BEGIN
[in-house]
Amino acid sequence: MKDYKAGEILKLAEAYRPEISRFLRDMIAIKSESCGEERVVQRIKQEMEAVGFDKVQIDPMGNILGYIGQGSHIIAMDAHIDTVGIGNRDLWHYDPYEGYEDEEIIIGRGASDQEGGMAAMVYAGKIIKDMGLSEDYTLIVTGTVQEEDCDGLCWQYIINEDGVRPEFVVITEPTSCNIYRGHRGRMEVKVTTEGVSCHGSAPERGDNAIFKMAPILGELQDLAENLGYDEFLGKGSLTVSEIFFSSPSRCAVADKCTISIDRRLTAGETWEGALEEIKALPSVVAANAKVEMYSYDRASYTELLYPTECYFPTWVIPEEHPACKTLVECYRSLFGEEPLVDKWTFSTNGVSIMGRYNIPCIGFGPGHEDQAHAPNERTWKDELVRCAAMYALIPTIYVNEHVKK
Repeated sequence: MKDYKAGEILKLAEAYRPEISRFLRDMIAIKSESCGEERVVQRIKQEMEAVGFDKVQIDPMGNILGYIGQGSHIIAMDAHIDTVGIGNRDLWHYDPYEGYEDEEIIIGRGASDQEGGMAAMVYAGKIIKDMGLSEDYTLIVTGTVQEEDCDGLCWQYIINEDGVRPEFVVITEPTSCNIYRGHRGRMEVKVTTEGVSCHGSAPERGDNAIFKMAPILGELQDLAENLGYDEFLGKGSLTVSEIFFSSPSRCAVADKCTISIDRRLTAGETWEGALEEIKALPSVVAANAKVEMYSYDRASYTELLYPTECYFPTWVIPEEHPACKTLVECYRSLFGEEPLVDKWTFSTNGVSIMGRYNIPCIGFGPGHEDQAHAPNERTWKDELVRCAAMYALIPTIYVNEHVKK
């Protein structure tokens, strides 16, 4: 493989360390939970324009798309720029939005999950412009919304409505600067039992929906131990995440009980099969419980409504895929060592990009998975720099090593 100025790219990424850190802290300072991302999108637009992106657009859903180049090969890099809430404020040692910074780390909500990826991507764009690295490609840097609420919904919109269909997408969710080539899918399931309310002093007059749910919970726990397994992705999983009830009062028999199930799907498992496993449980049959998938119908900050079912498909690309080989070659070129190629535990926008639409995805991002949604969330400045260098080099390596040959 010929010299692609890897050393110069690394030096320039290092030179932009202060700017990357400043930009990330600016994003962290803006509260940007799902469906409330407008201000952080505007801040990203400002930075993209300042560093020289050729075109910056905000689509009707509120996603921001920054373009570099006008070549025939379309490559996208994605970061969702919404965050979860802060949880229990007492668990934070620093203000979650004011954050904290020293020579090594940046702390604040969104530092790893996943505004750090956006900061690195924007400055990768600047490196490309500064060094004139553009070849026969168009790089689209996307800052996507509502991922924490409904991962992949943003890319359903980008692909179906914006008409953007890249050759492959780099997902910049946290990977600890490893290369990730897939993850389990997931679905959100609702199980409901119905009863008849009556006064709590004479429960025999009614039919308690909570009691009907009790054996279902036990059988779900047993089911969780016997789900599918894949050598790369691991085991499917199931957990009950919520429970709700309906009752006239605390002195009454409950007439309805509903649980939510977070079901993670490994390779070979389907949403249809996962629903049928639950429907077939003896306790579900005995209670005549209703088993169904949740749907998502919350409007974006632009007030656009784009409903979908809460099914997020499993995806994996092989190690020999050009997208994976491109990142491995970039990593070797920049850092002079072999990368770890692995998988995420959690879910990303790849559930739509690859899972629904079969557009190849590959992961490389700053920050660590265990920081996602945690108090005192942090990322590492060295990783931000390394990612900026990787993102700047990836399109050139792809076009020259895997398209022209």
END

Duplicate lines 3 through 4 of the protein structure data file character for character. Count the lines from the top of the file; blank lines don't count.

Repeated sequence: MKDYKAGEILKLAEAYRPEISRFLRDMIAIKSESCGEERVVQRIKQEMEAVGFDKVQIDPMGNILGYIGQGSHIIAMDAHIDTVGIGNRDLWHYDPYEGYEDEEIIIGRGASDQEGGMAAMVYAGKIIKDMGLSEDYTLIVTGTVQEEDCDGLCWQYIINEDGVRPEFVVITEPTSCNIYRGHRGRMEVKVTTEGVSCHGSAPERGDNAIFKMAPILGELQDLAENLGYDEFLGKGSLTVSEIFFSSPSRCAVADKCTISIDRRLTAGETWEGALEEIKALPSVVAANAKVEMYSYDRASYTELLYPTECYFPTWVIPEEHPACKTLVECYRSLFGEEPLVDKWTFSTNGVSIMGRYNIPCIGFGPGHEDQAHAPNERTWKDELVRCAAMYALIPTIYVNEHVKK
């Protein structure tokens, strides 16, 4: 493989360390939970324009798309720029939005999950412009919304409505600067039992929906131990995440009980099969419980409504895929060592990009998975720099090593 100025790219990424850190802290300072991302999108637009992106657009859903180049090969890099809430404020040692910074780390909500990826991507764009690295490609840097609420919904919109269909997408969710080539899918399931309310002093007059749910919970726990397994992705999983009830009062028999199930799907498992496993449980049959998938119908900050079912498909690309080989070659070129190629535990926008639409995805991002949604969330400045260098080099390596040959 010929010299692609890897050393110069690394030096320039290092030179932009202060700017990357400043930009990330600016994003962290803006509260940007799902469906409330407008201000952080505007801040990203400002930075993209300042560093020289050729075109910056905000689509009707509120996603921001920054373009570099006008070549025939379309490559996208994605970061969702919404965050979860802060949880229990007492668990934070620093203000979650004011954050904290020293020579090594940046702390604040969104530092790893996943505004750090956006900061690195924007400055990768600047490196490309500064060094004139553009070849026969168009790089689209996307800052996507509502991922924490409904991962992949943003890319359903980008692909179906914006008409953007890249050759492959780099997902910049946290990977600890490893290369990730897939993850389990997931679905959100609702199980409901119905009863008849009556006064709590004479429960025999009614039919308690909570009691009907009790054996279902036990059988779900047993089911969780016997789900599918894949050598790369691991085991499917199931957990009950919520429970709700309906009752006239605390002195009454409950007439309805509903649980939510977070079901993670490994390779070979389907949403249809996962629903049928639950429907077939003896306790579900005995209670005549209703088993169904949740749907998502919350409007974006632009007030656009784009409903979908809460099914997020499993995806994996092989190690020999050009997208994976491109990142491995970039990593070797920049850092002079072999990368770890692995998988995420959690879910990303790849559930739509690859899972629904079969557009190849590959992961490389700053920050660590265990920081996602945690108090005192942090990322590492060295990783931000390394990612900026990787993102700047990836399109050139792809076009020259895997398209022209």